The demands of complex campaigns

The best approach to comprehensive data-led optimisation is to overlay a structured analytical intervention and a review of behavioural metrics on top of automated systems. Testing lots of creative versions is a good idea. Variety in creative, copy, call to action across targeted audiences and platforms allows you to try out lots of different combinations in the crowded advertising marketplace. Strategising and trafficking all of your creative/copy combinations is a great start, but then you need to act quickly on the feedback consumers provide.

Our experience shows that it’s more important to cull the weak permutations than to double down on the best. Sounds similar, but it’s different. If we pick the top few ads to run with, eventually we run into the same problem of not meeting the nuances of the specific advertising context or accelerating ad fatigue. Rather, we encourage maintaining variety, and acting swiftly when something isn’t working. Poor performance doesn’t improve with time. It wastes valuable impressions and media dollars. As the saying goes, the definition of insanity is doing the same thing over and over, and expecting different results.

Of course, any optimisation system is only as good as the metrics it is being optimised against. Behavioural metrics such Likes, Comments, Shares, and Completed Video Views are fantastically useful metrics because they are widely and speedily available. But one size does not fit all, and careful consideration needs to be given to selecting which metrics best reflect campaign objectives. The smartest brands embark on broader validation and calibration exercises to link these metrics to their ultimate brand and sales building objectives, or to Artificial Intelligence (AI) predictions of ad success.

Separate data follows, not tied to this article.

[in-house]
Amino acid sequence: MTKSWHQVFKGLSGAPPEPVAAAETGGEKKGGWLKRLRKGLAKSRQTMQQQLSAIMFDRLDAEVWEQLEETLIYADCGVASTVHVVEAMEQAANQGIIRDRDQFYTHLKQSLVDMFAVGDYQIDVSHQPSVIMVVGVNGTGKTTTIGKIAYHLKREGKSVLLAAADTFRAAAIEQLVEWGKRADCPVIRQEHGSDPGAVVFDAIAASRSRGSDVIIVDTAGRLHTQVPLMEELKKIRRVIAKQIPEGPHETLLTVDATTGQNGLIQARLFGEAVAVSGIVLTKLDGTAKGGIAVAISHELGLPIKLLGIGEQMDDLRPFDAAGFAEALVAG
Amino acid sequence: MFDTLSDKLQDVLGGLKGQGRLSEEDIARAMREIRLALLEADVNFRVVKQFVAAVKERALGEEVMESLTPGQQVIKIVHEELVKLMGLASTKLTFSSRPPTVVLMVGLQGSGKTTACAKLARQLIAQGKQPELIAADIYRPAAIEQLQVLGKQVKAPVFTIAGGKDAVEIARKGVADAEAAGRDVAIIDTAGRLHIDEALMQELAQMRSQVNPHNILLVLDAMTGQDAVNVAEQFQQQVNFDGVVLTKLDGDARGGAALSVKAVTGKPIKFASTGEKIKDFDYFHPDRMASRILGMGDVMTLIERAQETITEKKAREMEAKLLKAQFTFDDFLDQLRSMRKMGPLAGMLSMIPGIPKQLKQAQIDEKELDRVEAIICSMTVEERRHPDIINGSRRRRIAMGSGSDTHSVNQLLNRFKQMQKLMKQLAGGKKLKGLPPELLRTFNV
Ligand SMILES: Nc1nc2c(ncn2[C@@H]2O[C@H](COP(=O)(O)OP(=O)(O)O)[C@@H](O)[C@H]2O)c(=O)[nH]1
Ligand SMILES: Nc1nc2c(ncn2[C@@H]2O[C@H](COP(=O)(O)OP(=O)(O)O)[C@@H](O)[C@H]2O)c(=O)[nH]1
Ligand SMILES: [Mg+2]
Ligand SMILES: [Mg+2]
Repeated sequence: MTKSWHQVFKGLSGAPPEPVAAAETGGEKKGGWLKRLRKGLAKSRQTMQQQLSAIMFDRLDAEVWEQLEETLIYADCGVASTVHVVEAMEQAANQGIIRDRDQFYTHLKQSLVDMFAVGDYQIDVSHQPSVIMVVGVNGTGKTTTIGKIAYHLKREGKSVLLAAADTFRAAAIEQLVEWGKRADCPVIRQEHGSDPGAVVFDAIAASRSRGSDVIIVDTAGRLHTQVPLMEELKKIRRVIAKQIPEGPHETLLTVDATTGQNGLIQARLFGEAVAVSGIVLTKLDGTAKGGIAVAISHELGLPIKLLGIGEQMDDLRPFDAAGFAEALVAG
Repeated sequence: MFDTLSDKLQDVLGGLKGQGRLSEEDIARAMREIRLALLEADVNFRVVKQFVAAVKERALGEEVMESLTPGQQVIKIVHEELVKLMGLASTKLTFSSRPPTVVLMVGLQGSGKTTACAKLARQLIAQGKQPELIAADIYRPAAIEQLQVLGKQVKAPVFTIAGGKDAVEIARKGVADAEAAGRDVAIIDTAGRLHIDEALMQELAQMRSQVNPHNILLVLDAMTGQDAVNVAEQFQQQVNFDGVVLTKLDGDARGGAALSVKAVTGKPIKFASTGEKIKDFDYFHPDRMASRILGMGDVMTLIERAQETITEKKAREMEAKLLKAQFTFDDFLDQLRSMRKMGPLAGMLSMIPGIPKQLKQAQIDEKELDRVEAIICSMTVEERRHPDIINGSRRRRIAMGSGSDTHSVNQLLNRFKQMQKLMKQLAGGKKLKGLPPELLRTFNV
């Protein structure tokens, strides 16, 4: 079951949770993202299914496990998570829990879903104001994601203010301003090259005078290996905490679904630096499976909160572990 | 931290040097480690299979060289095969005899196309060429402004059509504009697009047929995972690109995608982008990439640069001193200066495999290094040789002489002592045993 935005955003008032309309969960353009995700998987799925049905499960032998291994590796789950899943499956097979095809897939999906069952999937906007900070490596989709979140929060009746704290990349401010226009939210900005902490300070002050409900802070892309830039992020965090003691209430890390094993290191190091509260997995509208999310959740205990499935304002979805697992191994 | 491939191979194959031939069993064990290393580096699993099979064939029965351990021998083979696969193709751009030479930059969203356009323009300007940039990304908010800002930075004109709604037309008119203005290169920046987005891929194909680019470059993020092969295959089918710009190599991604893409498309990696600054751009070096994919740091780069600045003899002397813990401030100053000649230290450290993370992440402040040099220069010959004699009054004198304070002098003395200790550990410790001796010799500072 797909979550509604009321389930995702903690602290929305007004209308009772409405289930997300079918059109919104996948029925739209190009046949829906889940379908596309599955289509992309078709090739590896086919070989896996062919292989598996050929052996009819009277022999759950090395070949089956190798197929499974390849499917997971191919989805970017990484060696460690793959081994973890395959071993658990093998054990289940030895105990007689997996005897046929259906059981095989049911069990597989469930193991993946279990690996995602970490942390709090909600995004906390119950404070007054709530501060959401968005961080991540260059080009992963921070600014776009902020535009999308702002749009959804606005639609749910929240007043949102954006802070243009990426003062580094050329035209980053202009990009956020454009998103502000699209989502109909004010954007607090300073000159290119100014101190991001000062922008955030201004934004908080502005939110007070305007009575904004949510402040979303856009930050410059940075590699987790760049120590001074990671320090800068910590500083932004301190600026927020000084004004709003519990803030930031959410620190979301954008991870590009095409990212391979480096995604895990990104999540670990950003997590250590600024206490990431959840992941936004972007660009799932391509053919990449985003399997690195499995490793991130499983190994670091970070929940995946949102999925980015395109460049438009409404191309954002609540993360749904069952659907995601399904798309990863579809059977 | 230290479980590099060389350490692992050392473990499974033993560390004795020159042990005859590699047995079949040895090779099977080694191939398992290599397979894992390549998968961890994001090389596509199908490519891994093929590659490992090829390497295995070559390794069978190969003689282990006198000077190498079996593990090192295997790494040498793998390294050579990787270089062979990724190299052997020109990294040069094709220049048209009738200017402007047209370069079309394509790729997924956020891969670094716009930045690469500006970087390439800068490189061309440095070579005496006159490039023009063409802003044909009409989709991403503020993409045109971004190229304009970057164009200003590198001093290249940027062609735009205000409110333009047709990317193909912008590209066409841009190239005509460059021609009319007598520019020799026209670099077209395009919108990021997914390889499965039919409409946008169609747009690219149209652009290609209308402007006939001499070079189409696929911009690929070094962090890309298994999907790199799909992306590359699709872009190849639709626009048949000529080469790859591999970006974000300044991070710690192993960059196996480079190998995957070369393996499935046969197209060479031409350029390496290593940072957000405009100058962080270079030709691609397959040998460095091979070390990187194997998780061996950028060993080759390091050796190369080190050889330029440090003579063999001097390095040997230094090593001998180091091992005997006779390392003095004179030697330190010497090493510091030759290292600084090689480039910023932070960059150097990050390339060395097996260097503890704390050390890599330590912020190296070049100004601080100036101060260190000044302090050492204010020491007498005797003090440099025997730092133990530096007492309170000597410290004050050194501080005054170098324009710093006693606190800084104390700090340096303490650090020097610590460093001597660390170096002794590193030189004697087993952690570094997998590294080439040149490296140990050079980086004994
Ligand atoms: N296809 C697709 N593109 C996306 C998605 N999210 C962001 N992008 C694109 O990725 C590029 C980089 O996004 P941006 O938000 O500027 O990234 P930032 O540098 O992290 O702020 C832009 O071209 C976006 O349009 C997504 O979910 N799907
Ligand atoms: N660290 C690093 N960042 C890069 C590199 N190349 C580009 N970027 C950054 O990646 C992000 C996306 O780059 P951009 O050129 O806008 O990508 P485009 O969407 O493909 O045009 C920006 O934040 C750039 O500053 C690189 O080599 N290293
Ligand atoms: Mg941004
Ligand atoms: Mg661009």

Further, how you analyse the metrics is really important. Interaction rates vary dramatically by ’cell’, so sorting ads into like-for-like groups by format and context is key. Without smart analytics, overly simple manual optimisations can actually do more harm than good.

Optimise with confidence

Kantar’s Digital Content Optimisation leverages sophisticated analytics and a simple oversight routine to enhance basic media agency optimisations. Its analytics-backed content performance evaluation empowers agencies to act quickly with independent and objective assessment.

Take this real case study: a major US corporation applied Digital Content Optimisation to their brand-building advertising campaign, running 320 ads for 8 weeks. We partnered with the corporate team to develop a custom qualified engagement metric for optimisation. Over the course of the 8 weeks, our model ran each week and the media agency implemented the cuts at the same cadence. By the end of the campaign, performance for the core KPI had increased each successive week, achieving a +263% increase overall.

Even the simplest digital campaigns are increasing in complexity with new platforms coming online, advanced targeting capabilities, and ever more creative variations. Current solutions for managing creative optimisation at scale only partially meet advertisers’ needs. Smart analytics and a measured degree of human intervention now mean advertisers and media agencies can implement swift in-flight content placement decisions to impact business goals. This allows brands to take more risks and run more tests with confidence.

Get in touch to find out how to optimise your digital campaigns with smart analytics.